Hallicrafters P-26 HA-2 HA-6 Power Cable wiring

Discussion in '"Boat Anchor" & Classic Equipment' started by WA2CLX, Oct 1, 2010.

Thread Status:
Not open for further replies.
ad: L-HROutlet
ad: l-rl
ad: Subscribe
ad: Left-3
ad: L-MFJ
ad: Left-2
  1. WA2CLX

    WA2CLX XML Subscriber QRZ Page


    1) Do you bead blast, strip, etc to get the old paint/rust off to create a pristene surface to paint on? (any recommendations there)
    2) With the paint formula, do you use a sprayer to apply it?
    3) Did you add anything to the paint, like a surfactant/leveler or drying agent to make it more uniform?

  2. WA2CLX

    WA2CLX XML Subscriber QRZ Page

    That should have been pristine (hate spelling errors)
  3. K9STH

    K9STH Platinum Subscriber Volunteer Moderator Platinum Subscriber QRZ Page

    I usually sand the old paint from the cabinet using an orbital hand unit. Years ago, when I had a glass bead machine I would remove paint by "blasting". However, when I sold the company in 1980 the glass bead machine went with it! I have tried chemical stripping but that is really messy!

    Virtually all of the "boat anchor" manufacturers, including Collins Radio, did not prime most, if not all, of their cabinets before painting.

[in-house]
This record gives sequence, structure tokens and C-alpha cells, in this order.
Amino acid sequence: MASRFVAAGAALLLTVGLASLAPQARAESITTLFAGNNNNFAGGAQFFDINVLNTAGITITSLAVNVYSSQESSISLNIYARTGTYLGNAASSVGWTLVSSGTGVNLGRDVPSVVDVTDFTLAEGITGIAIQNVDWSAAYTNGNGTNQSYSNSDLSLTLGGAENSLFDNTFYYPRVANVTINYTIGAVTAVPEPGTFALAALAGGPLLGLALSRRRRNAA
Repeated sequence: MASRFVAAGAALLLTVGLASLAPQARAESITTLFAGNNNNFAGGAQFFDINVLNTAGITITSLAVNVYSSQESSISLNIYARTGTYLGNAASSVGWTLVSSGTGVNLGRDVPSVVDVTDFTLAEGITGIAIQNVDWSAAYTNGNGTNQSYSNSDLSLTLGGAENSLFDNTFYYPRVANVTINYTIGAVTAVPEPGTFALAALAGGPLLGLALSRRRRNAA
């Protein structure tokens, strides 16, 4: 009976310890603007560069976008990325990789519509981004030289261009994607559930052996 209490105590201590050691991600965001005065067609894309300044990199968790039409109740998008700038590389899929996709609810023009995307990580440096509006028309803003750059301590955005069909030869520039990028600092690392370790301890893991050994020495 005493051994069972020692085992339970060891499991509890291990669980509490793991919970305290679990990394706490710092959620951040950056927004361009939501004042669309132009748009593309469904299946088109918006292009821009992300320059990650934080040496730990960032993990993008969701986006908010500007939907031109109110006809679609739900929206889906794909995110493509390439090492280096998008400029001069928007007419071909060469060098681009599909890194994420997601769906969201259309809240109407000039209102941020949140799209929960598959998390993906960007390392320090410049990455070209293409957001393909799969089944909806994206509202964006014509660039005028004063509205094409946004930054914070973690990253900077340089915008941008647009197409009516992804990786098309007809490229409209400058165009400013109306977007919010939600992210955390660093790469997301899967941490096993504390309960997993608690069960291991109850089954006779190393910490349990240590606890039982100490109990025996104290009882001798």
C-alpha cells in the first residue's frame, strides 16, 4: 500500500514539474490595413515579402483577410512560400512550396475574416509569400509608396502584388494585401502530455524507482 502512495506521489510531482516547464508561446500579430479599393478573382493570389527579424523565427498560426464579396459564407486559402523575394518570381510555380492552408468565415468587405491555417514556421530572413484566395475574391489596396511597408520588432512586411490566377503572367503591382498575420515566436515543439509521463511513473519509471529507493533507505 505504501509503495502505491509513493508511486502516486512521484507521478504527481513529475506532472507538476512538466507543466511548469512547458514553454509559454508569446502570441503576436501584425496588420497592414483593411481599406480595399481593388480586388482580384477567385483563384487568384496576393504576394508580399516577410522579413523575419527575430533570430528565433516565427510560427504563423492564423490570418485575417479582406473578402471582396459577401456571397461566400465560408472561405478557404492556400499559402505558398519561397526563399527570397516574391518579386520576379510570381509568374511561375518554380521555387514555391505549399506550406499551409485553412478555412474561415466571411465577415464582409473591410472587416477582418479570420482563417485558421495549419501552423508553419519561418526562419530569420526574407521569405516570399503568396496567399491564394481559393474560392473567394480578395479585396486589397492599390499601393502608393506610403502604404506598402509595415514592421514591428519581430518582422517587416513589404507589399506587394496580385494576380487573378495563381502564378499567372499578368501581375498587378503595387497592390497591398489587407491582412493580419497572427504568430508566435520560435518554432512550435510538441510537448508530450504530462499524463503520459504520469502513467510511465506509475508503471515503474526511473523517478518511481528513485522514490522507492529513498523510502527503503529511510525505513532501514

After removing all the old paint I then prime the surface. I have found that the Gray Primer #20010 manufactured by ColorPlace works very well. This can be found at Walmart for about $1.10 a can. When properly applied, the primer does a very good job of "filling in" imperfections on the surface of the cabinet.

    I have a compressor and paint gun. Normally I add between 10 percent and 15 percent water to the acrylic paint so that it flows evenly from the paint gun. Although I have several paint guns, I have found that the "touch up" gun sold at Harbor Freight works best. It holds about a "cup" of paint which is enough paint to do 2 or 3 cabinets about the size of the HA-2/HA-6. Right now they are on sale for $9.99. The gun is of excellent quality and cleans very easily. The URL for the gun is


    With acrylic paint you do have to let it sit for between 48 and 72 hours for the paint to fully harden. I dries to the touch in a few minutes but takes time to fully "cure".

    If you do not have a compressor there are some systems sold for around $20 that allow you to paint without the normal arrangement. They are a bit of a "pain in the posterior" to use, but for doing only 1 or 2 cabinets they do work. Since I do have a "proper" painting system I have never used one of these.

    I do not use anything to "level" the paint, etc. One thing is to paint on a horizontal surface when possible. This helps prevent "runs" in the paint. I learned how to paint when I owned the Motorola reconditioned equipment center for the south-central United States (1970 until Motorola went out of that "end" of the business in 1979). Painting is not difficult, but it does require some practice to acquire the proper techniques, etc.

    Glen, K9STH
Thread Status:
Not open for further replies.

Share This Page